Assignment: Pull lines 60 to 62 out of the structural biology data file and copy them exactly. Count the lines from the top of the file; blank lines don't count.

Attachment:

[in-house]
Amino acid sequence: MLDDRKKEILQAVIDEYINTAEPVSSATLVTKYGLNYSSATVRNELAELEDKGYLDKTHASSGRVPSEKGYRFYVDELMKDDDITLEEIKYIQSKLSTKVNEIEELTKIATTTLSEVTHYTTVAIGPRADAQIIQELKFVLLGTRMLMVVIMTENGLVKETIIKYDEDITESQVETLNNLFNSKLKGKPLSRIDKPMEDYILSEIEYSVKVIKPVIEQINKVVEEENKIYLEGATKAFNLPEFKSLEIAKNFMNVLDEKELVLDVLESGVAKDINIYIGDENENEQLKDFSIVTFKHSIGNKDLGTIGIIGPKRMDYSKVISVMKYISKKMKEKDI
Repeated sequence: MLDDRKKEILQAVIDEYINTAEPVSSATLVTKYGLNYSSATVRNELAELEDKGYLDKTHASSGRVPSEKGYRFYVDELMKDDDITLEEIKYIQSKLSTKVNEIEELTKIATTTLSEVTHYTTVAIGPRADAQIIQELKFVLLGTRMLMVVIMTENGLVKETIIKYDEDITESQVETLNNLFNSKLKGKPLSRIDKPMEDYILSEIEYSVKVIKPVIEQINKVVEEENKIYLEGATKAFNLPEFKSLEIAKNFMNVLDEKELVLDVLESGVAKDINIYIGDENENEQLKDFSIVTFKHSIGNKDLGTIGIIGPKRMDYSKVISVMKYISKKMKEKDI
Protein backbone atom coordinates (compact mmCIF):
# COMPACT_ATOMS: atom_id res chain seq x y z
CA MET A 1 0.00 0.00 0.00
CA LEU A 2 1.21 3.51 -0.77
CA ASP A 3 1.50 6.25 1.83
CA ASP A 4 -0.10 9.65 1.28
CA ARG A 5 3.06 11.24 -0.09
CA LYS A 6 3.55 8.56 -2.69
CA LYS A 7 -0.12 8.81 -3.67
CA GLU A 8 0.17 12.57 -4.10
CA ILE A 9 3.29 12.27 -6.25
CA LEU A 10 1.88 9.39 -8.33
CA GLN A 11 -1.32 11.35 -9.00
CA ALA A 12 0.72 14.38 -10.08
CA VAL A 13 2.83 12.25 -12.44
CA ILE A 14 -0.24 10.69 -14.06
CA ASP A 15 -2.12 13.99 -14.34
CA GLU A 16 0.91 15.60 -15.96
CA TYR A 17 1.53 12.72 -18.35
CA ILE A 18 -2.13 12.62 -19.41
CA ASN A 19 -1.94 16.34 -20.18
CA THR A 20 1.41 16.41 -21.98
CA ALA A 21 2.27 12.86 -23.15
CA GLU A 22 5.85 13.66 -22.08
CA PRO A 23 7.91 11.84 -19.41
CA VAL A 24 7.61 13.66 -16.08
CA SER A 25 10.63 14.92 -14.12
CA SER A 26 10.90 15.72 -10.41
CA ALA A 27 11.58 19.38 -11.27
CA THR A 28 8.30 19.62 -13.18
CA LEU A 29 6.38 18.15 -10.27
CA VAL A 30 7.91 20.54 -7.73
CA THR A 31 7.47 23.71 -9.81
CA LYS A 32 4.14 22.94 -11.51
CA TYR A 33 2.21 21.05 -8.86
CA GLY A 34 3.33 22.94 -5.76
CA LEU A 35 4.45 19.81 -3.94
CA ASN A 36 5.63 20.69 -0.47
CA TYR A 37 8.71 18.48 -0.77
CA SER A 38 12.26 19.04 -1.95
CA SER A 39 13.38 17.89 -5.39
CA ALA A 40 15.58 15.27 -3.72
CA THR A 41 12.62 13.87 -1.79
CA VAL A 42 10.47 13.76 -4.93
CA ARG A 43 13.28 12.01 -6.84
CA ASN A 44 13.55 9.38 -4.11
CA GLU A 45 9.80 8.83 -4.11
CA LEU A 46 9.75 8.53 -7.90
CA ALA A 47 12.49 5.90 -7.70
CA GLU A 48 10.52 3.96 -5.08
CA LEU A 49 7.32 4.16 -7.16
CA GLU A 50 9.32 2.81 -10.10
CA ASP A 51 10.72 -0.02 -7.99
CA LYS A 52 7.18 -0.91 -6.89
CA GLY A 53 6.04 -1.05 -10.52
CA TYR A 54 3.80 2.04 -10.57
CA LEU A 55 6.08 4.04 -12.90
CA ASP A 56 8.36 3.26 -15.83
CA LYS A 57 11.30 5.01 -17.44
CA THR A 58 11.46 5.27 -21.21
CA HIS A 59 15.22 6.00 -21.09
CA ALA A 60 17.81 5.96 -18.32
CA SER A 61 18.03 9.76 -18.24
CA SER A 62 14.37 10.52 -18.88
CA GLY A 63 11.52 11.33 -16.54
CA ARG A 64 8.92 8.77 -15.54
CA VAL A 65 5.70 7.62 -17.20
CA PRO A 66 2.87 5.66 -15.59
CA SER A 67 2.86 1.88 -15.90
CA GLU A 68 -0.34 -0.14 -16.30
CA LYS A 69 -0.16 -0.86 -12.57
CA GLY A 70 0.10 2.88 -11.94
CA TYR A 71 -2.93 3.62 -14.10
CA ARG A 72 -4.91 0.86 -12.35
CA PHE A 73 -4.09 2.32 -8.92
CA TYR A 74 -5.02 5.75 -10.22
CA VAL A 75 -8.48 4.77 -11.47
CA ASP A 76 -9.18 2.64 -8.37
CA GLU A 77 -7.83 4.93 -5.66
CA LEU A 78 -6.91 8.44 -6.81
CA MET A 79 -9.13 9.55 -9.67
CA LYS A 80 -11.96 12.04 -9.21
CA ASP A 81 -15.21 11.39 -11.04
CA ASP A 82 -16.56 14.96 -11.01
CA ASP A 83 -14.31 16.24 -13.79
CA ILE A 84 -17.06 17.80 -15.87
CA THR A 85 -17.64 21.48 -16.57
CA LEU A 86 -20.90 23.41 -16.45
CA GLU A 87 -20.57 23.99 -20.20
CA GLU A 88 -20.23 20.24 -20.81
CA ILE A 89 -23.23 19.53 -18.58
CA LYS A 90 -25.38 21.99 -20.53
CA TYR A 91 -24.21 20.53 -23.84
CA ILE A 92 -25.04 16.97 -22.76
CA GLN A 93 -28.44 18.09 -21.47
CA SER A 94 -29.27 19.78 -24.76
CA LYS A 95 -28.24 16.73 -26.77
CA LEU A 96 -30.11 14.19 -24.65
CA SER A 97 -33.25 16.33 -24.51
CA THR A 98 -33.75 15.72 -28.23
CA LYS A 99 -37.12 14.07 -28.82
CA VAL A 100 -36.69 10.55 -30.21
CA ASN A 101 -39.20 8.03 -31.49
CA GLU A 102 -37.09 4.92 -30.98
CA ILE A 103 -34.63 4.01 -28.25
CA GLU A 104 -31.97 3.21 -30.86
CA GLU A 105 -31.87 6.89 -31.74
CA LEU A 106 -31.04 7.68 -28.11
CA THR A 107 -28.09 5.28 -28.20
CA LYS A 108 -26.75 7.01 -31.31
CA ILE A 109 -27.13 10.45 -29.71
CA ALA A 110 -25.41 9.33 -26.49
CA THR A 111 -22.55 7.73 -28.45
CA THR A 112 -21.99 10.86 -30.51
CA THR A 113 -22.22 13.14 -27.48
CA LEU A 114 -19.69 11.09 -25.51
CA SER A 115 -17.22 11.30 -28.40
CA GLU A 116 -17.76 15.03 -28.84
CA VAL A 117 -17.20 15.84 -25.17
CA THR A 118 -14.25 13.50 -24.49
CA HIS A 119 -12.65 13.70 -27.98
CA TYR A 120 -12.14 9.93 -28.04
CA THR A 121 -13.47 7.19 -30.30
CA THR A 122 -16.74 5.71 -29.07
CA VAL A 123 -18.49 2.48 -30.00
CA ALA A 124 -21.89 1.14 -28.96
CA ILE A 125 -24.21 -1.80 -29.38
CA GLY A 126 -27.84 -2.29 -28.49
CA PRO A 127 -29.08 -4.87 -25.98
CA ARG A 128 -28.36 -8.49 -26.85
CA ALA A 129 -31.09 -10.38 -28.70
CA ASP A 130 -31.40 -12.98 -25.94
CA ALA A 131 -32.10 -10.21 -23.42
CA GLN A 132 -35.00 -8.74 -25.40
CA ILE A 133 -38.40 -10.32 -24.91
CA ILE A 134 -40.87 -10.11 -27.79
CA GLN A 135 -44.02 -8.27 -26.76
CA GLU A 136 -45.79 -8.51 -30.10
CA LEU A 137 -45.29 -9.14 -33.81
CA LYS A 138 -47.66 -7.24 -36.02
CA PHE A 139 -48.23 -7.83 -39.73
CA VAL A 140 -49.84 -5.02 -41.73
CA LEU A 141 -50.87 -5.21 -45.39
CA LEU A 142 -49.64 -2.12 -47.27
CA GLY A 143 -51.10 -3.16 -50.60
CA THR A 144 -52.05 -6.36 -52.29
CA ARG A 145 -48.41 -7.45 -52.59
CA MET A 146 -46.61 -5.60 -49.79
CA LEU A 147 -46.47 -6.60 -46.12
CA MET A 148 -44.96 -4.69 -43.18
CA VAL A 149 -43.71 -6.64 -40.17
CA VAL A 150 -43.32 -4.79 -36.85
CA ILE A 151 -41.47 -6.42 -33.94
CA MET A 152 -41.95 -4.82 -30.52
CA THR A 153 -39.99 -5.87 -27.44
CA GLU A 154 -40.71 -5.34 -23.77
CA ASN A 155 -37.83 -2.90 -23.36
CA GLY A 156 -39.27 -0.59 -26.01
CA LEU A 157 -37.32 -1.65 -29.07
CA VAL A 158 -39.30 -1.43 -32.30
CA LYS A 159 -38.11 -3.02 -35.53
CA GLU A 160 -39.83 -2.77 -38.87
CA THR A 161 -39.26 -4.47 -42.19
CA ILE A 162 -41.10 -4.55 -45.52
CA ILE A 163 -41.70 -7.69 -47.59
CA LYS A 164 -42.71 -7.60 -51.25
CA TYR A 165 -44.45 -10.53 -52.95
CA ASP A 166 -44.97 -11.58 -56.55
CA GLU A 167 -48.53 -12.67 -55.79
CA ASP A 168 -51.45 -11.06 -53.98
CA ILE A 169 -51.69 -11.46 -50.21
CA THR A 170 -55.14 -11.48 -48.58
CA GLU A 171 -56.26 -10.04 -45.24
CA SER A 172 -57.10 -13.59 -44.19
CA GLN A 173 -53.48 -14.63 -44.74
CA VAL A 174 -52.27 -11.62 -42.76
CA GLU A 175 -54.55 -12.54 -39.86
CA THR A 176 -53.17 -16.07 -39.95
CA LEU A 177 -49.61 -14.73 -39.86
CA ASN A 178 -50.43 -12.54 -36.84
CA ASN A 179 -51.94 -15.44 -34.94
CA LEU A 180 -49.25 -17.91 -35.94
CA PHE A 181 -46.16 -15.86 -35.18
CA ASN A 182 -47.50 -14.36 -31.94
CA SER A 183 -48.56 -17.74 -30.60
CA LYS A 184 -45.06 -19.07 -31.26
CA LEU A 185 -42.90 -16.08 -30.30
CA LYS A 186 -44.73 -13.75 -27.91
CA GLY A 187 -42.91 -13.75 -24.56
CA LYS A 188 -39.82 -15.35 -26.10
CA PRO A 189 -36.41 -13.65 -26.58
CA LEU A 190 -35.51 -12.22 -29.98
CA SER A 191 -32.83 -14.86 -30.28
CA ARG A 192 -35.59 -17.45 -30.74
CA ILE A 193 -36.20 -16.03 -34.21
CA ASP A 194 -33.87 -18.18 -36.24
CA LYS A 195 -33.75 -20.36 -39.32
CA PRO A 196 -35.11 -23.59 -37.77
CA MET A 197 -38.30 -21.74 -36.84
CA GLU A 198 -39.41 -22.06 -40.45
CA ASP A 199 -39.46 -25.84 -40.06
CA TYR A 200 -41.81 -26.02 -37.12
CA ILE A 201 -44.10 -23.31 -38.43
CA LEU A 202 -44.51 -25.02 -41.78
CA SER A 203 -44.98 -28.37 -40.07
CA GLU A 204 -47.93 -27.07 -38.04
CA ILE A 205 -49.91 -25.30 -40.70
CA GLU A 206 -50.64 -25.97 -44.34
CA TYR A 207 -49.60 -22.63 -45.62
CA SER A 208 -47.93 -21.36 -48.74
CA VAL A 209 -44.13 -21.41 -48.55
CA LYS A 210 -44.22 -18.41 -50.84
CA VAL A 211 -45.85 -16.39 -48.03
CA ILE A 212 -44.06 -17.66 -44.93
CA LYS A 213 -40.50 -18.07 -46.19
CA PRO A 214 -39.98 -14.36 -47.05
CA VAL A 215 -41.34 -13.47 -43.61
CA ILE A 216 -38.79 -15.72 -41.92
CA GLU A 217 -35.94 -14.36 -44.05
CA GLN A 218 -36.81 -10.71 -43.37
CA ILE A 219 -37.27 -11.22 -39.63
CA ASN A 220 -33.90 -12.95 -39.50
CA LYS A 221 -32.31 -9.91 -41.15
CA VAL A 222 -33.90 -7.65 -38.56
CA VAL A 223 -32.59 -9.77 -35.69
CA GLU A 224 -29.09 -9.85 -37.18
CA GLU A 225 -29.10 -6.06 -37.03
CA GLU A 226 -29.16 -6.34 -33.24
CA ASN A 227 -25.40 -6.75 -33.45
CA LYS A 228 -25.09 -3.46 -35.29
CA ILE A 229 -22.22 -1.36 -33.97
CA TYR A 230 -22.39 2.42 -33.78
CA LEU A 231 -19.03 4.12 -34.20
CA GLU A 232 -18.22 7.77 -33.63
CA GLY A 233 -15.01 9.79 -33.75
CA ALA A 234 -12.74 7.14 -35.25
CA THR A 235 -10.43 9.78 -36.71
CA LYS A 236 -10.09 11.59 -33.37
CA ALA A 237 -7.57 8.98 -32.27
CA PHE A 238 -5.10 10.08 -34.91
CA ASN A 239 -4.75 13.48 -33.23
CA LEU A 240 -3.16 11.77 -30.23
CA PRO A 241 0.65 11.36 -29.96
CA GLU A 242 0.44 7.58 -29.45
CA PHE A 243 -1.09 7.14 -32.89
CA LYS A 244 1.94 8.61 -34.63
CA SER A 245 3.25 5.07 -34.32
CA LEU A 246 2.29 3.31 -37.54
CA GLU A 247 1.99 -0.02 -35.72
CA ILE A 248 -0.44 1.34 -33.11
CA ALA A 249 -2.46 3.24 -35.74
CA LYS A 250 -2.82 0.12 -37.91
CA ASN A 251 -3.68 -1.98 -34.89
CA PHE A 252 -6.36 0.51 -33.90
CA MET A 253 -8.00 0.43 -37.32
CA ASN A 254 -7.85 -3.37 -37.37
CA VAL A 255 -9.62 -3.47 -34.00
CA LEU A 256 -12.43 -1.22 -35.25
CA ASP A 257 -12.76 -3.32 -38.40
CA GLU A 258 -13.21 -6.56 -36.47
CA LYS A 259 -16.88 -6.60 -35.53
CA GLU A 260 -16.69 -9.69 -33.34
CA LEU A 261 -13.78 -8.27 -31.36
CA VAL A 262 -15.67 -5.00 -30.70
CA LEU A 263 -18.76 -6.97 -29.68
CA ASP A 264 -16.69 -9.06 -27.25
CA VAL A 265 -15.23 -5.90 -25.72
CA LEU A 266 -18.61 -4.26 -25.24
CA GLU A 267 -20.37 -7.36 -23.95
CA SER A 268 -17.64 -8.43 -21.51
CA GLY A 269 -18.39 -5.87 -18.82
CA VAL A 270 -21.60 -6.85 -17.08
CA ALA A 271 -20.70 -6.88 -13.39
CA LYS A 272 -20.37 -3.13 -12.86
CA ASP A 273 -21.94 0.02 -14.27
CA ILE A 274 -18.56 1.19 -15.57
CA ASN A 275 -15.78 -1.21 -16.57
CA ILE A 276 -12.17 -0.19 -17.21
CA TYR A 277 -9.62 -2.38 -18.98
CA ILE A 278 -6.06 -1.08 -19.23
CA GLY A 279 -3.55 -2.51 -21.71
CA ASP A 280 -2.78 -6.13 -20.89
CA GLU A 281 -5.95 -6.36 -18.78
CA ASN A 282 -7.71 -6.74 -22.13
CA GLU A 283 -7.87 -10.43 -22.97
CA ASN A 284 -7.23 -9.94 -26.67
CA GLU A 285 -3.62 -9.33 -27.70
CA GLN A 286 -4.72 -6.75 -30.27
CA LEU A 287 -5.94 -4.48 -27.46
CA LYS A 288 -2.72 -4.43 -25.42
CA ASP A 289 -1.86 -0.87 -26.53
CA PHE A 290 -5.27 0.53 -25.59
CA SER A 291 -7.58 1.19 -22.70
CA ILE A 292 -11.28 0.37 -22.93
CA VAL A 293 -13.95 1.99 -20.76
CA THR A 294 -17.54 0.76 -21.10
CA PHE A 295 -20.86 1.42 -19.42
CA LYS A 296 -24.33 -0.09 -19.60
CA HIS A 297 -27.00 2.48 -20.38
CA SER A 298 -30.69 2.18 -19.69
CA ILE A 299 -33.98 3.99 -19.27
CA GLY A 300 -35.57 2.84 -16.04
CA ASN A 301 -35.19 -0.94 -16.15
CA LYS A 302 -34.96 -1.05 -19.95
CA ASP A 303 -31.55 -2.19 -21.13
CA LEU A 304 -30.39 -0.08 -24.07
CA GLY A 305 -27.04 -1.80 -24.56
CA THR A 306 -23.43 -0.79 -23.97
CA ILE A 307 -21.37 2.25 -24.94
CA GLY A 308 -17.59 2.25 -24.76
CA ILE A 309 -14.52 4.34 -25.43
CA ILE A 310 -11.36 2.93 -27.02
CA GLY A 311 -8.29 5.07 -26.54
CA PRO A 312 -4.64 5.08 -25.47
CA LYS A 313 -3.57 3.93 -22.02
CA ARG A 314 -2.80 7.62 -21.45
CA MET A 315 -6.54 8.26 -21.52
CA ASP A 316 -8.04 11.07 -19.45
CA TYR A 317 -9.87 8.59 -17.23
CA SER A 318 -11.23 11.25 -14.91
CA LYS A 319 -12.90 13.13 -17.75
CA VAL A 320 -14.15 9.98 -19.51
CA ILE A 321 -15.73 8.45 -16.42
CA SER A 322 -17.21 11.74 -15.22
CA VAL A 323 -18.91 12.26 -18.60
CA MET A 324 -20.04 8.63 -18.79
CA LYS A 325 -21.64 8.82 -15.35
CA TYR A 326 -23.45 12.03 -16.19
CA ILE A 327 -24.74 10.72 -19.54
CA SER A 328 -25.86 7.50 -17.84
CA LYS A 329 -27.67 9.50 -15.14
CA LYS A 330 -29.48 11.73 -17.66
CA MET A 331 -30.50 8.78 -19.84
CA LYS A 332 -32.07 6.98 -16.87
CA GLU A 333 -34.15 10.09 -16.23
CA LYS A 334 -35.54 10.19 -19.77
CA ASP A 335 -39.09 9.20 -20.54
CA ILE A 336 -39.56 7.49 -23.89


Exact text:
CA LEU A 55 6.08 4.04 -12.90
CA ASP A 56 8.36 3.26 -15.83
CA LYS A 57 11.30 5.01 -17.44